Archive | February, 2016

Book Review: The Lie Tree by Frances Hardinge

13 Feb

the lie treeI first read Frances Hardinge years ago when I received a free ARC of Fly by Night. I remembered her name because Fly by Night was very well written and original, and so when I saw The Lie Tree in the store a few weeks ago I didn’t hesitate to buy it — authors who write original stories well are bound to do more of the same, right?

Let’s just say that The Lie Tree makes me want to go out and buy ALL of her books.

Faith Sunderly and her family have been chased from England by scandal rocking her naturalist father’s reputation. They arrive on the island of Vane laden with boxes of his papers and specimens. Erasmus Sunderly’s foul mood and secretive nature don’t make his family many friends on Vane, and when his body is found hanging in a tree Faith is determined to discover who his murderer is. Her investigations turn up more secrets than she bargained for, however, and soon it becomes clear that her father had a lot more secrets than he was letting on — secrets that could threaten Faith’s life, too. And it all started with one little lie.

First off, plot? Awesome. A tree that lives on lies, bears fruit that gives the consumer visions of truth related to the lie told. A murder mystery, fantasy, and bit of history wrapped up in one. I don’t think I’ve read anything quite like this before. Very original, fast-paced, interesting, and more to the point — well written! I was drooling over the words, the sentences, the similes and metaphors. Granted, a younger reader with less interest in the way things are written might not appreciate it as much, but I want to reread just to study the way words are put together again.

Faith is a great narrator. A bit irritating sometimes, but only because she’s real. She was determined to remain committed to the memory of her father — even though we saw that her father was a bit of a terrible person who had no time for his daughter, and even kicked her out of a carriage to make room for his precious plant. As a reader, I was rooting for her to forget him. But that isn’t very realistic. Most children want their parents’ approval, no matter how unlikely it is that they’ll get it. Aside from that though, Faith is smart, curious, and brave, all things that make her likable and easy to relate to.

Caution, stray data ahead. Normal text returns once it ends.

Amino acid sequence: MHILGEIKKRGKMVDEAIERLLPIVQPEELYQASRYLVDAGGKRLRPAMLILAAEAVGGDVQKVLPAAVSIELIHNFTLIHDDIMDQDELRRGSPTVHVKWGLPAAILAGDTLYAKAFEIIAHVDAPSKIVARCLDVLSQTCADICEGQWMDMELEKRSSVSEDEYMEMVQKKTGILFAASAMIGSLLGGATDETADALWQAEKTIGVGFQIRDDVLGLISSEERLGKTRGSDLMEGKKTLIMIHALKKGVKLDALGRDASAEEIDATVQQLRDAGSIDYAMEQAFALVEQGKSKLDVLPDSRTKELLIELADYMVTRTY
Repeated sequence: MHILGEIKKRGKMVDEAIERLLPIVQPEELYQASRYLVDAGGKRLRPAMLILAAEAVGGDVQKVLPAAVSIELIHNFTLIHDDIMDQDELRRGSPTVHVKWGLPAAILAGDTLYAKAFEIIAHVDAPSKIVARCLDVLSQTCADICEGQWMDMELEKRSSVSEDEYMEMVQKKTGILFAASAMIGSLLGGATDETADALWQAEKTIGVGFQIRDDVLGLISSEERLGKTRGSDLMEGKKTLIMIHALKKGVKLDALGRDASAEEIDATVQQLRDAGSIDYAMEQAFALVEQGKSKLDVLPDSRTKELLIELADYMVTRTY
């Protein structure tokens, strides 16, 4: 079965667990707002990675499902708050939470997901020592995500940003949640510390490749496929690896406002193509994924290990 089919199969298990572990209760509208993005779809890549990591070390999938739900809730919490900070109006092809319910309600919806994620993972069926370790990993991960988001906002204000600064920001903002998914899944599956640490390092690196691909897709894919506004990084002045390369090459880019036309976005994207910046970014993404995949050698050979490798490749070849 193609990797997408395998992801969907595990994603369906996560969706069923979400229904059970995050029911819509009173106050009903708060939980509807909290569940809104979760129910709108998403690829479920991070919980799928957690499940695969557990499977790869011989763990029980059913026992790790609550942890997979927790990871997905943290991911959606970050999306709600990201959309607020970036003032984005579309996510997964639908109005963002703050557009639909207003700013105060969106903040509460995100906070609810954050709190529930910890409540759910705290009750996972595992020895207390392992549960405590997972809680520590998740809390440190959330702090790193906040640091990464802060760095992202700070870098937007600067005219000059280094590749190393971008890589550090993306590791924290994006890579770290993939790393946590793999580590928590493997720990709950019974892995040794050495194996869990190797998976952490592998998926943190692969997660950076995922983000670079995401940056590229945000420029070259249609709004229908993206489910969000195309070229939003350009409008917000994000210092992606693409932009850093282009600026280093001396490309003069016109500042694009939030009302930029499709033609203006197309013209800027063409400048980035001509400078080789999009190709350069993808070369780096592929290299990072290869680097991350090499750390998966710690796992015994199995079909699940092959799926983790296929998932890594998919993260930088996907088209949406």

This was an excellent, page-turning book. Highly recommended!


Book Review: The Dark Days Club (Lady Helen #1) by Alison Goodman

12 Feb

the dark days clubLong time, no post! Life, re-reads (does anyone really need more reviews of Harry Potter?), and a terrible book slump got in the way last year, but I’m hoping to rekindle this blog and start posting reviews again. I’ve just finished a couple of really excellent ones and I wanted to share with fellow readers!

First up: The Dark Days Club. A mash-up of Regency England high society and demons. Lady Helen has been living in the shadow of her mother’s scandal her whole life. Little does she know that her mother was involved in something much deeper than trading intelligence with Napoleon. When she meets Lord Carlston, a man accused of killing his wife, the world as she knows it is turned upside down and she learns of her mother’s legacy: fighting demons who have infiltrated every level of society. And now Lord Carlston expects Lady Helen to take up her mother’s reins.

This was a very well written and well-researched book. Regency England unfolded perfectly on every page. I love books like that, when you can tell the author has put a lot of work into making the setting feel so real. There were times when I dashed to look something up — not because it was confusing, but because I wanted to know more! (That’s the history major coming out in me.)

The characters were witty and charming. I loved that Lady Helen was intelligent, curious, and forward-thinking — but while she was willing to throw off some of the more traditional womanly roles, she was also a product of her time and enjoyed things like dances and dresses. It made her feel real too and less like one of those heroines who is “strong” and totally ahead of her time for the mere purpose of having a strong, ahead-of-her-time heroine.

As far as plot goes, it was pretty interesting! I’m wary of “creature and hunter” type novels because they’re often a bit cliche, but I didn’t think this one was at all. It was clever, interweaving historical events and people with supernatural elements — and working out how a lady was able to have covert meetings with a man she’s been forbidden to meet! I will say there were a few points where the plot really slowed down but it didn’t stop my desire to continue flipping pages.

Overall, loved this book — it was the perfect thing to get me out of a book slump!

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